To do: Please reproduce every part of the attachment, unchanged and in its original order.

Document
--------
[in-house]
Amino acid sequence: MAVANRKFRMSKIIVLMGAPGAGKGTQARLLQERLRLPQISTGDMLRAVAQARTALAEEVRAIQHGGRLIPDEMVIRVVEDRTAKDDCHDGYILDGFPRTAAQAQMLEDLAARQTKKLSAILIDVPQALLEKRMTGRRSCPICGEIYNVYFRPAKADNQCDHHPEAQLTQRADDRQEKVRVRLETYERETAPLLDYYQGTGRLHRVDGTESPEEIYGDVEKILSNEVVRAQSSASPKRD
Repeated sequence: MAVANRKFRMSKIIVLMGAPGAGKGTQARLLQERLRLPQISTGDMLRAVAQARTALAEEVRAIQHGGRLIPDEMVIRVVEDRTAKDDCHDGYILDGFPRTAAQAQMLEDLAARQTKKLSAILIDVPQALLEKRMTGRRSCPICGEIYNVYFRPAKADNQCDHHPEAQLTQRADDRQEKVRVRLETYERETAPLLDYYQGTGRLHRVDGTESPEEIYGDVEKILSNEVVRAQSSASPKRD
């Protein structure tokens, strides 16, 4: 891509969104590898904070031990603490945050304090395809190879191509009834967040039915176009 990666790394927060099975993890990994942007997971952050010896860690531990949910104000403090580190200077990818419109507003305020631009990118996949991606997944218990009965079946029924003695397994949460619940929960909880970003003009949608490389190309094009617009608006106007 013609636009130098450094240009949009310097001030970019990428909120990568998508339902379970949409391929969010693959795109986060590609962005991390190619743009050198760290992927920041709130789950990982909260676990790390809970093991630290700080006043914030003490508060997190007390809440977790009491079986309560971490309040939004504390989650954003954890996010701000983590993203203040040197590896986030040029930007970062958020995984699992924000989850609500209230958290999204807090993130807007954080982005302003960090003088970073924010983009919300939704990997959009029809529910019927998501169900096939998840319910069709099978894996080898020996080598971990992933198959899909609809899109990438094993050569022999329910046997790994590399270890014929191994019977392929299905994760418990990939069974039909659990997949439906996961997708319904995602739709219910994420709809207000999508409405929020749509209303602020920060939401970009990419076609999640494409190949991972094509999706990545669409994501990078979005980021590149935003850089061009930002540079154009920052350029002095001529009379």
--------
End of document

[in-house]
Amino acid sequence: MAVANRKFRMSKIIVLMGAPGAGKGTQARLLQERLRLPQISTGDMLRAVAQARTALAEEVRAIQHGGRLIPDEMVIRVVEDRTAKDDCHDGYILDGFPRTAAQAQMLEDLAARQTKKLSAILIDVPQALLEKRMTGRRSCPICGEIYNVYFRPAKADNQCDHHPEAQLTQRADDRQEKVRVRLETYERETAPLLDYYQGTGRLHRVDGTESPEEIYGDVEKILSNEVVRAQSSASPKRD
Repeated sequence: MAVANRKFRMSKIIVLMGAPGAGKGTQARLLQERLRLPQISTGDMLRAVAQARTALAEEVRAIQHGGRLIPDEMVIRVVEDRTAKDDCHDGYILDGFPRTAAQAQMLEDLAARQTKKLSAILIDVPQALLEKRMTGRRSCPICGEIYNVYFRPAKADNQCDHHPEAQLTQRADDRQEKVRVRLETYERETAPLLDYYQGTGRLHRVDGTESPEEIYGDVEKILSNEVVRAQSSASPKRD
């Protein structure tokens, strides 16, 4: 891509969104590898904070031990603490945050304090395809190879191509009834967040039915176009 990666790394927060099975993890990994942007997971952050010896860690531990949910104000403090580190200077990818419109507003305020631009990118996949991606997944218990009965079946029924003695397994949460619940929960909880970003003009949608490389190309094009617009608006106007 013609636009130098450094240009949009310097001030970019990428909120990568998508339902379970949409391929969010693959795109986060590609962005991390190619743009050198760290992927920041709130789950990982909260676990790390809970093991630290700080006043914030003490508060997190007390809440977790009491079986309560971490309040939004504390989650954003954890996010701000983590993203203040040197590896986030040029930007970062958020995984699992924000989850609500209230958290999204807090993130807007954080982005302003960090003088970073924010983009919300939704990997959009029809529910019927998501169900096939998840319910069709099978894996080898020996080598971990992933198959899909609809899109990438094993050569022999329910046997790994590399270890014929191994019977392929299905994760418990990939069974039909659990997949439906996961997708319904995602739709219910994420709809207000999508409405929020749509209303602020920060939401970009990419076609999640494409190949991972094509999706990545669409994501990078979005980021590149935003850089061009930002540079154009920052350029002095001529009379």